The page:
Citrus bacterial canker [causal agent Xanthomonas axonopodis pv. citri (Xac)] is a serious threat to the citrus industry. Currently, there are no effective means to control citrus canker. Our objective was to determine the resistance of selected citrus species, citrus hybrids, and citrus relatives to Xac. Our first experiment focused on determining if differences in resistance exist among 20 C. reticulata genotypes and included three other citrus species and citrus relatives (Glycosmis pentaphylla and Clausena hardimandiana). Plants were inoculated with Xac strain A either by injection infiltration or needle-prick. Our second experiment included 10 members of the genus Citrus and Poncirus trifoliata, representing a total of 31 different selections. Plants were needle-prick inoculated with both Xac strain A and Xac strain A Wellington (AW). All inoculations were done using suspensions of Xac at a concentration of 104 cfu/mL. In both experiments, there were highly significant differences among genotypes in response to inoculation with Xac. In the first experiment, regardless of inoculation method, G. pentaphylla and C. hardimandiana were found to be highly resistant to Xac, whereas C. paradisi was least resistant. In the second experiment for both Xac strain A and AW, Chinotto sour orange, Carrizo citrange, Eustis limequat, and P. trifoliata were the most resistant. Thornless key lime × Meiwa kumquat hybrids showed a range of resistance from among the most susceptible to among the most resistant. Our results expand on previous studies on resistance of citrus and citrus relatives to Xac and indicate that there may be potential for increasing resistance by breeding using selected parents.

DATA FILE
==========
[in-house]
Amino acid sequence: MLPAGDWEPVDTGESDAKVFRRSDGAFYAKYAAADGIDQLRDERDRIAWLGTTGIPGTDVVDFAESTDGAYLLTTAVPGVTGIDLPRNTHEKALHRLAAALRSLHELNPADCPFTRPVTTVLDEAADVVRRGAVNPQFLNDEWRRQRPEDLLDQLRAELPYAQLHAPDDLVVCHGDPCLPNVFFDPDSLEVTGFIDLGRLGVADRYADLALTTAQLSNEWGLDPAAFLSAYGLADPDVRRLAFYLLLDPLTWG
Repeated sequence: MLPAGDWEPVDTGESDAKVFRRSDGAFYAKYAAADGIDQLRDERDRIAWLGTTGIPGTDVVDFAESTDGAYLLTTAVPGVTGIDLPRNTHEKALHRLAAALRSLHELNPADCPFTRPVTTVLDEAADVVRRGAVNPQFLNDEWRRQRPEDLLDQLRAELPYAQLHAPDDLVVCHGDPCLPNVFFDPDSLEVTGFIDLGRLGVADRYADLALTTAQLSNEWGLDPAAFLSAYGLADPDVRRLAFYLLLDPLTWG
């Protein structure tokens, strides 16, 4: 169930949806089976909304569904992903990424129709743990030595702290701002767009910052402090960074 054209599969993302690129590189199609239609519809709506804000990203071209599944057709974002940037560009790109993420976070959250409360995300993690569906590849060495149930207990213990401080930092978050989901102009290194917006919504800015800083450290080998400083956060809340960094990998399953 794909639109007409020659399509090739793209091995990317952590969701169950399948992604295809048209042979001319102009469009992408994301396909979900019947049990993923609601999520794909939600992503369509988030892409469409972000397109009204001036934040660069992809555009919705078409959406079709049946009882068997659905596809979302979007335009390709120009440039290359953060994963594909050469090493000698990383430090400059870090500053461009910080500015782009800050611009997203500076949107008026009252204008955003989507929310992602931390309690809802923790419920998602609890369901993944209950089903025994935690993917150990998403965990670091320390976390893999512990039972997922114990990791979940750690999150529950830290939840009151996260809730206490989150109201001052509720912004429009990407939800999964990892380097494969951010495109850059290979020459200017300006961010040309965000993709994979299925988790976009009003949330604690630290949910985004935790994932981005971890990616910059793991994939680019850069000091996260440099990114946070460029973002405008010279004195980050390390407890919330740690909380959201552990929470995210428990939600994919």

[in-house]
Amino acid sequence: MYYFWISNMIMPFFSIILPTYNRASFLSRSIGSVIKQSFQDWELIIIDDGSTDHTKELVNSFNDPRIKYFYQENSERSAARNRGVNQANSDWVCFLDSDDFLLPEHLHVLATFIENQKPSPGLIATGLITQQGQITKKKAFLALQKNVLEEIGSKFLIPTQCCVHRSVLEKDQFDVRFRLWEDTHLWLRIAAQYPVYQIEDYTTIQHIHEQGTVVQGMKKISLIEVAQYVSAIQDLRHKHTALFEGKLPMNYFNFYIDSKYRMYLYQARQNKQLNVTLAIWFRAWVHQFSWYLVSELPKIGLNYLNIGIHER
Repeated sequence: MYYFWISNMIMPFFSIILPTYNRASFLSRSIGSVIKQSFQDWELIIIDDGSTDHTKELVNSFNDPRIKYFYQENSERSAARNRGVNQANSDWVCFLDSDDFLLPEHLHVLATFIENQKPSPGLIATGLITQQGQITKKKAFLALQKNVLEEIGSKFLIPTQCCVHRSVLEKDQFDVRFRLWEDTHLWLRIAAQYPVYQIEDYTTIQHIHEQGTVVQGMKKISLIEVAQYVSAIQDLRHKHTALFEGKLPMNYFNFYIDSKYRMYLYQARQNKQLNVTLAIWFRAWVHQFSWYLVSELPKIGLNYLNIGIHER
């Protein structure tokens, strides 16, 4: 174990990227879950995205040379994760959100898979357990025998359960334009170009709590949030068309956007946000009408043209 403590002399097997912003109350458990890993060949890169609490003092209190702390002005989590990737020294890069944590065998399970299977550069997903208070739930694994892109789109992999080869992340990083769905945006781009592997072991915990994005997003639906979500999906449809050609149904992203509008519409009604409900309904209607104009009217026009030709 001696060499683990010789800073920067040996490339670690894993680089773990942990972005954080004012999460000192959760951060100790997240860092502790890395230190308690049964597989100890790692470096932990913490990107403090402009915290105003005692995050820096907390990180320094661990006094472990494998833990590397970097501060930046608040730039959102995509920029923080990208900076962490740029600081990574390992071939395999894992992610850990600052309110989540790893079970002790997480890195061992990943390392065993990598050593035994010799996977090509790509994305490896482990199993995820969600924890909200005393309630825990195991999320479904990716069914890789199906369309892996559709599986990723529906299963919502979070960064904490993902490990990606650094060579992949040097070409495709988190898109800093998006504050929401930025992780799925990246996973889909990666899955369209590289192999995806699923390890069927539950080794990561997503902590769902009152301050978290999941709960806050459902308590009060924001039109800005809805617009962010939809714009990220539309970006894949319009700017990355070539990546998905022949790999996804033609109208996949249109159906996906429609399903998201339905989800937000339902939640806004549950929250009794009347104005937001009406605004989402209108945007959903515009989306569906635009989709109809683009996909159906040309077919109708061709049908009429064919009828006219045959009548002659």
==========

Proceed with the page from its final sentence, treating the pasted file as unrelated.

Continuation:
Li Yingzhi, Cheng Yunjiang, Tao Nengguo and Deng Xiuxin
wild mandarins (Mangshan A1 and Daoxian 5), rangpur lime ( C. limonia Osbeck) and red lemon ( C. limonia ), shared a 6-bp insertion in the same site. Kumquat ( Fortunella sp.) biotypes, citron ( C. medica ) biotypes, australian round lime ( M
Monte L. Nesbitt, Robert C. Ebel and William A. Dozier Jr
citrus may be found in home landscapes in this region, but the only cultivars planted in sufficient numbers for commercial potential include ‘Meyer’ lemon, ‘Meiwa’ sweet kumquat ( Fortunella crassifolia ), and ‘Nagami’ sour kumquat ( Fortunella margarita